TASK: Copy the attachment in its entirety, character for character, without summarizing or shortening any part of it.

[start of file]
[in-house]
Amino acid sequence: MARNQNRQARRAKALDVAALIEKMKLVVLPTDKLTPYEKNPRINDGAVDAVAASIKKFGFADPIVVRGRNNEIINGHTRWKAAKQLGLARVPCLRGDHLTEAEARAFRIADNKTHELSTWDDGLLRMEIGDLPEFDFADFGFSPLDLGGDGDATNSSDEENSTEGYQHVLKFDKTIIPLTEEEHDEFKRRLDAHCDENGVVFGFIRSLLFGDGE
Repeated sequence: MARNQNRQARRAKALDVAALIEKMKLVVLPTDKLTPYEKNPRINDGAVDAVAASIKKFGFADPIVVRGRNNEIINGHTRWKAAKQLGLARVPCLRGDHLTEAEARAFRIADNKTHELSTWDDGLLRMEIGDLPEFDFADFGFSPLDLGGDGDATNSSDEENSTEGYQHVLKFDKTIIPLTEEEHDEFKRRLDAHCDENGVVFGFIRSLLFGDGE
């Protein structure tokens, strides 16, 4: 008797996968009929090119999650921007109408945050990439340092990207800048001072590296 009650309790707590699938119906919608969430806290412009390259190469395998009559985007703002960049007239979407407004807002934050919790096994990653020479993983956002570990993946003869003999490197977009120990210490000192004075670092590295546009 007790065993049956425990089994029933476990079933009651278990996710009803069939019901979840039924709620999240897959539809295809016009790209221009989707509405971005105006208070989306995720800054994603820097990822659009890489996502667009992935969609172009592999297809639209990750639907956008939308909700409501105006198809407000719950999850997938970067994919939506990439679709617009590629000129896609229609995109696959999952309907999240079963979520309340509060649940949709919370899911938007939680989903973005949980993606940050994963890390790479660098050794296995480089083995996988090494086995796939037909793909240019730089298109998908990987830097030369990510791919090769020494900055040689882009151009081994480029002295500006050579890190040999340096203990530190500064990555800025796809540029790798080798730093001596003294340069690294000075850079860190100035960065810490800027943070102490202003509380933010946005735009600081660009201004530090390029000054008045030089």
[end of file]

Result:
[in-house]
Amino acid sequence: MARNQNRQARRAKALDVAALIEKMKLVVLPTDKLTPYEKNPRINDGAVDAVAASIKKFGFADPIVVRGRNNEIINGHTRWKAAKQLGLARVPCLRGDHLTEAEARAFRIADNKTHELSTWDDGLLRMEIGDLPEFDFADFGFSPLDLGGDGDATNSSDEENSTEGYQHVLKFDKTIIPLTEEEHDEFKRRLDAHCDENGVVFGFIRSLLFGDGE
Repeated sequence: MARNQNRQARRAKALDVAALIEKMKLVVLPTDKLTPYEKNPRINDGAVDAVAASIKKFGFADPIVVRGRNNEIINGHTRWKAAKQLGLARVPCLRGDHLTEAEARAFRIADNKTHELSTWDDGLLRMEIGDLPEFDFADFGFSPLDLGGDGDATNSSDEENSTEGYQHVLKFDKTIIPLTEEEHDEFKRRLDAHCDENGVVFGFIRSLLFGDGE
């Protein structure tokens, strides 16, 4: 008797996968009929090119999650921007109408945050990439340092990207800048001072590296 009650309790707590699938119906919608969430806290412009390259190469395998009559985007703002960049007239979407407004807002934050919790096994990653020479993983956002570990993946003869003999490197977009120990210490000192004075670092590295546009 007790065993049956425990089994029933476990079933009651278990996710009803069939019901979840039924709620999240897959539809295809016009790209221009989707509405971005105006208070989306995720800054994603820097990822659009890489996502667009992935969609172009592999297809639209990750639907956008939308909700409501105006198809407000719950999850997938970067994919939506990439679709617009590629000129896609229609995109696959999952309907999240079963979520309340509060649940949709919370899911938007939680989903973005949980993606940050994963890390790479660098050794296995480089083995996988090494086995796939037909793909240019730089298109998908990987830097030369990510791919090769020494900055040689882009151009081994480029002295500006050579890190040999340096203990530190500064990555800025796809540029790798080798730093001596003294340069690294000075850079860190100035960065810490800027943070102490202003509380933010946005735009600081660009201004530090390029000054008045030089």